What do you think?

(Incidentally, I think that Future Less Vivid would be a great title for a sci-fi book!)

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Time:10:18 pm
Anyone know where to get fonts that try to recreate ancient or medieval styles of handwriting used in MSS?

x-posted: classics
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Time:08:55 pm
I've only taken one year of Latin in school, but I intend to pursue the subject on my own, and perhaps in college. My first year Latin teacher told us to ignore macrons, and after that absolutely nothing was said on the subject. I never paid any attention to them...should I have? I literally don't notice them now, and I have no idea when they should appear. I'm feeling like I should've paid attention from the beginning...then I'd have some idea of their use and application.

So, are macrons important? Should I start figuring them out? Annnd, any tips?

(There are some translation help requests below this post - I don't mean to bump them down.)
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Current Music:"Sleigh Ride" - PHD
Subject:Do I have this correct?
Time:03:42 pm
Current Mood:hopefulhopeful
I've recently started to practice my Latin outside of class and have taken up composing sentences. I started with a very short conversation, consisting of two lines of dialogue.

In English, it'd sound best as: "If you walk out of this house, don't come back." "I won't want to come back."

In Latin, I've got both of these lines as: "Si e hāc villā ambulas, noli redire," and "Redire nolebo," respectively.

So, am I on the right track, or am I horribly, horribly wrong? I have to say that I'm mainly confused with the "e hāc villā" of the first sentence. Do I have that anywhere near right?
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Subject:Translation help
Time:10:36 am
I'm a few weeks into my first Latin class, and I'm lost on this sentence:

cena sumit aliquid de nocte etiam aestate

Dinner also takes something from the night in summer?
Thanks in advance for help!
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Subject:Simple Latin Translations
Time:12:53 pm
I've been studying Latin for a month now and don't want to derail myself by making little mistakes in comprehension. The following lines are from a practice exercise in a book I've been using to study. The answers in the back are questionable, and so I was wondering if anyone could share their translations of these three simple phrases.

1. Ante templa stabant.
2. Femina grata est.
3. Puellae natabunt.

Thank you!
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Time:01:29 am
Hello again! Last time I posted a homework assignment here everybody was super helpful, and I was hoping that some of you wouldn't mind looking over another paragraph that my professor has given us. I've translated it as best I can, though I'm not sure if I've got everything quite right. Thanks in advance!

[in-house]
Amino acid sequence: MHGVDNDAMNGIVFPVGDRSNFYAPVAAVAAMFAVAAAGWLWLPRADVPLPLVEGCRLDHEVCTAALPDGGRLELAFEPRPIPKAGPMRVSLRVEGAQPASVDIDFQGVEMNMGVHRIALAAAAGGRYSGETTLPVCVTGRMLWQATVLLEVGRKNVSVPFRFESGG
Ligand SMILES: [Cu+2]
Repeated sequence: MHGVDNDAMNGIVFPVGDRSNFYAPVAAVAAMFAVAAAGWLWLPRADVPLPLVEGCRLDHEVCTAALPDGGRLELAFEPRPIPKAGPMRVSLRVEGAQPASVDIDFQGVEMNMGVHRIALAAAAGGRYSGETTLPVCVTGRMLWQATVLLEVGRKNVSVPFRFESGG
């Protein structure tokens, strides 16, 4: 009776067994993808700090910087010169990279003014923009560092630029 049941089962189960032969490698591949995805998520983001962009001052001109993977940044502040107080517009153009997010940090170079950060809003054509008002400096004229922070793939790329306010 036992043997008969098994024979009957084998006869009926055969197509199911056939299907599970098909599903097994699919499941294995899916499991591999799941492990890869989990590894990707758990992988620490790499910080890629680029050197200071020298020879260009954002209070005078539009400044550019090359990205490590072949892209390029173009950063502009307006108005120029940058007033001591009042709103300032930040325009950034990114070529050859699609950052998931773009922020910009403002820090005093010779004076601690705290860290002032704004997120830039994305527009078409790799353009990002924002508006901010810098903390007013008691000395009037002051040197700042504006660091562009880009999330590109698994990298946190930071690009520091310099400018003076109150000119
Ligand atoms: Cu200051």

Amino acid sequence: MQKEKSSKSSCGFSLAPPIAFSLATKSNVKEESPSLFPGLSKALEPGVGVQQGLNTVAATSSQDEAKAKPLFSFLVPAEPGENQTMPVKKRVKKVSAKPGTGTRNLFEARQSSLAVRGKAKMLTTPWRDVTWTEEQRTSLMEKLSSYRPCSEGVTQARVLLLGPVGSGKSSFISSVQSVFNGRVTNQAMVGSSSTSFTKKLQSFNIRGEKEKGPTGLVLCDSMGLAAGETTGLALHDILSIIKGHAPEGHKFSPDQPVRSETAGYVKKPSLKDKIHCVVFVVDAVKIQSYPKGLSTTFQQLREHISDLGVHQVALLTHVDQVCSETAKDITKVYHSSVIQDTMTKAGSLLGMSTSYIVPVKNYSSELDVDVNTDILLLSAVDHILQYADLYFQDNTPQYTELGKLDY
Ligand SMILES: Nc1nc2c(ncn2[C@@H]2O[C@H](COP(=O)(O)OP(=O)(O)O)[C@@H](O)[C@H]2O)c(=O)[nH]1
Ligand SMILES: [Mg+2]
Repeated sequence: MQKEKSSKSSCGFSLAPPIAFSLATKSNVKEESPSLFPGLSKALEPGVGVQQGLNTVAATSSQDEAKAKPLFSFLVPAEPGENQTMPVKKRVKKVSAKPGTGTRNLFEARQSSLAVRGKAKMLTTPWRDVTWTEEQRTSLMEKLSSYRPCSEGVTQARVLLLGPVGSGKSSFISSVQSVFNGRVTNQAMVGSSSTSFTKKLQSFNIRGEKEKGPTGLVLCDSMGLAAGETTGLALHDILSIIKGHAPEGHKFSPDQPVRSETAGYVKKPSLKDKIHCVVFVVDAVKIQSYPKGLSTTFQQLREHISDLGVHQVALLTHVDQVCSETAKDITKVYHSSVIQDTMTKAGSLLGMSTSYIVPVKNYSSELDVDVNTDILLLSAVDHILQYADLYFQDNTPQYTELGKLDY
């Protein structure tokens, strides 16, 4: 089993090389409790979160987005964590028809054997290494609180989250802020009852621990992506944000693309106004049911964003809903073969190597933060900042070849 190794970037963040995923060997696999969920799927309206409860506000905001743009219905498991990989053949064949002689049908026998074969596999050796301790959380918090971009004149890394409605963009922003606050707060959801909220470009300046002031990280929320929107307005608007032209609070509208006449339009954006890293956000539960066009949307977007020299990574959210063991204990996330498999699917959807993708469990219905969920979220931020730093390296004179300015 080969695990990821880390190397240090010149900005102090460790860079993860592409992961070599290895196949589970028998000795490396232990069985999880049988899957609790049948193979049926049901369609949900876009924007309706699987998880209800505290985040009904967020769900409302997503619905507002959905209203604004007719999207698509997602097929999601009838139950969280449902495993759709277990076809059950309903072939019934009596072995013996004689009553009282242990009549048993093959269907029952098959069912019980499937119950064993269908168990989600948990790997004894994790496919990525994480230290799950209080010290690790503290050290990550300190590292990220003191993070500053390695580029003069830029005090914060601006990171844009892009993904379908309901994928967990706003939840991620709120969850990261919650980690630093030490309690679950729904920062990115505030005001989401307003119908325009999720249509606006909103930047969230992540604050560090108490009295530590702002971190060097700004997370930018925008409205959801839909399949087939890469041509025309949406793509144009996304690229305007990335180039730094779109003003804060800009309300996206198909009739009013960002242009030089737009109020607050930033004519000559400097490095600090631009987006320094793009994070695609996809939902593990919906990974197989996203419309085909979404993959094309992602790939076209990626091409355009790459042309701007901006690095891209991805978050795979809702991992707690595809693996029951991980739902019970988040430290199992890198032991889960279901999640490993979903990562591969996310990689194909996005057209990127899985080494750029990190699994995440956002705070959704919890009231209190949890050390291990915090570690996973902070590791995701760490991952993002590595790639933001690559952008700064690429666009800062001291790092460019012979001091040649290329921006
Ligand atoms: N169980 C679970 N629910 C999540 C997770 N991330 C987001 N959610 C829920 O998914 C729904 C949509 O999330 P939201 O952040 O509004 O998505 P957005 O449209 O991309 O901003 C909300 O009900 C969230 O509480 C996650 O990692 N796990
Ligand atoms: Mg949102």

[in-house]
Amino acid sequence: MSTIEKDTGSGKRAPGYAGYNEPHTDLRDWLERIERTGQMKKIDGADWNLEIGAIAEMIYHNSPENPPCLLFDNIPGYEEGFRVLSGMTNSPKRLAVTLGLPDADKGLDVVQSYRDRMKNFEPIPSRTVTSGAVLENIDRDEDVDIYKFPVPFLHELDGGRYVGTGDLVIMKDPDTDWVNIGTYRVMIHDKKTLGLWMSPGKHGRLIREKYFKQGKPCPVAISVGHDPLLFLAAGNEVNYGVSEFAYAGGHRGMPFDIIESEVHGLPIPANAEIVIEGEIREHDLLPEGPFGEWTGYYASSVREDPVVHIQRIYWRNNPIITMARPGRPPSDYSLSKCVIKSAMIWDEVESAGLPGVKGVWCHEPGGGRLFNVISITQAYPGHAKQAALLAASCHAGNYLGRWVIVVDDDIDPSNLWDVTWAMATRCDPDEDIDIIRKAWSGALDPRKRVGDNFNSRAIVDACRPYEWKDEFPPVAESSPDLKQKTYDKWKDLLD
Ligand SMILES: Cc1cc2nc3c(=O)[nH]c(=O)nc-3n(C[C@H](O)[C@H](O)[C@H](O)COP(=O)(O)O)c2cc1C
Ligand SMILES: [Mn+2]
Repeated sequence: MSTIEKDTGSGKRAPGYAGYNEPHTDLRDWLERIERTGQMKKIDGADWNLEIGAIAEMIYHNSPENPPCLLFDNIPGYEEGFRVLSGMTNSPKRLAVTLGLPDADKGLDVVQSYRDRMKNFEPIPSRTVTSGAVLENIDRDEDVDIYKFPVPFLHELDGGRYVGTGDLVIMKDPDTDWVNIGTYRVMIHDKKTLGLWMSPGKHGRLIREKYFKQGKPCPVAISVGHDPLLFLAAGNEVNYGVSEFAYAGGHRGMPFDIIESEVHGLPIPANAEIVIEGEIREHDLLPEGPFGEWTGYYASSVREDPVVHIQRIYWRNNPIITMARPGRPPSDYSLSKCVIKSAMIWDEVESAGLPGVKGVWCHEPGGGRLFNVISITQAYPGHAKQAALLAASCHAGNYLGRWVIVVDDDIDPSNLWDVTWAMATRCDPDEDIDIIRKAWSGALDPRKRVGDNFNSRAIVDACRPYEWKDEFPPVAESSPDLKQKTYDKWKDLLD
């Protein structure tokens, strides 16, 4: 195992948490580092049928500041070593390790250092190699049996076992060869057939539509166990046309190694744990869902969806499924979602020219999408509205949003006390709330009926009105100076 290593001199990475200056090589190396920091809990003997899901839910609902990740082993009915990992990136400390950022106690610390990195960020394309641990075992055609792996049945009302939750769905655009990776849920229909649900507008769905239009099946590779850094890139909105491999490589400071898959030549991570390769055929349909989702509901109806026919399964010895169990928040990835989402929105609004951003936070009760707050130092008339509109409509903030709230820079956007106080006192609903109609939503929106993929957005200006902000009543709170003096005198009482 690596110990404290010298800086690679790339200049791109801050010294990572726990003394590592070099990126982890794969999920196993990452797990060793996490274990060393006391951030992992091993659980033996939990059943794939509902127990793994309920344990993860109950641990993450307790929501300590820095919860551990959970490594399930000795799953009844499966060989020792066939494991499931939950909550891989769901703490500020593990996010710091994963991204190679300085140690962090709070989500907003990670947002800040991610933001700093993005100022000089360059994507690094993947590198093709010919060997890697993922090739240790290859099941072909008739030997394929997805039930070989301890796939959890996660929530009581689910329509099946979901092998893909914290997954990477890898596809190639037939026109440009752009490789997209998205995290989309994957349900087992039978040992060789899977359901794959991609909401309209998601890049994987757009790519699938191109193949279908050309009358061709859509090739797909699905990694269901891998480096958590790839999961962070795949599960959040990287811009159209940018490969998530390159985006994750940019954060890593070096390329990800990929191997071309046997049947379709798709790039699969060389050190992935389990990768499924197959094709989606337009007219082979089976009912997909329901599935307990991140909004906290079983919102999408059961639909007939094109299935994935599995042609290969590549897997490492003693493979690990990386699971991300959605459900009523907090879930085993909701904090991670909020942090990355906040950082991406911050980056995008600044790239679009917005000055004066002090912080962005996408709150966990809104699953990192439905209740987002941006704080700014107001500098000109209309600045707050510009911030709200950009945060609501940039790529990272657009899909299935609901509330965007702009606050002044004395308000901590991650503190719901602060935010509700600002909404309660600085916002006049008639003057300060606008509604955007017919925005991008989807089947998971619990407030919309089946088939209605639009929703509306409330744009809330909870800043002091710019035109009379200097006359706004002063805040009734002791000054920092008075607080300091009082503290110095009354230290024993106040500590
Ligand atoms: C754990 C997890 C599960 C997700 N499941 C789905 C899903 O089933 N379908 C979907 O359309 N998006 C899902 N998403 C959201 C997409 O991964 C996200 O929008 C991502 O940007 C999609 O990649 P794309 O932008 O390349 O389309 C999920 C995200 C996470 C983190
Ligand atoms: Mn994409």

my attempt...Collapse )
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Subject:Medical equivalent of 'Quis custodiet...'
Time:10:58 pm
Hallo there. Could I ask if any of you could possibly advise on translating a spot of text into Latin, please? A lifetime as a practicing Catholic has failed me with regard to this particular snippet. ;)

I'm working on a piece of Holmesian fanfiction centred around Dr. Watson during the Second Afghan War, and wish to include a version of the phrase Quis custodiet ipsos custodes which would actually translate to something along the lines of "Who doctors the doctors?"/"Who heals the physicians?"

It can be a conscious use of dog-Latin, if this wouldn't translate perfectly: the scene has Watson muttering it rather sardonically as a deliberate and direct reference to Quis custodiet...

I've been ferreting around some online Latin dictionaries, and the best I've been able to come up with is Quis medicor ipsos medici - would that do?

If anyone could advise, I'd be very grateful. Many thanks!
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Subject:Reading Advice
Time:04:51 pm
Hey, I'm currently studying latin in college, I'm in upper level classes and have been studying the language for about 8 years now. I'm interested in doing some independent reading over my winter break that's coming up and just in the future in general. I was just wondering what some people's favorite authors or works are? Also, what authors that you have read would you consider to be the easiest and most difficult?
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Subject:A bit of silly translation.
Time:08:36 pm
This may seem like a bit of a silly question..

.. Um. Well. It is a silly question! But it should be a little fun, I hope. My full birth name is very, very long, partially because as a Catholic (albeit non-practicing), part of my name is what my godmother always referred to as my Baptismal name which is, apparently, Dominic. Whenever she (or our priest) would refer to me, it would be inclusive of my Baptismal name in Latin, which was always 'Dominicus in nomine Deus,' or 'Dominic in the name of God.'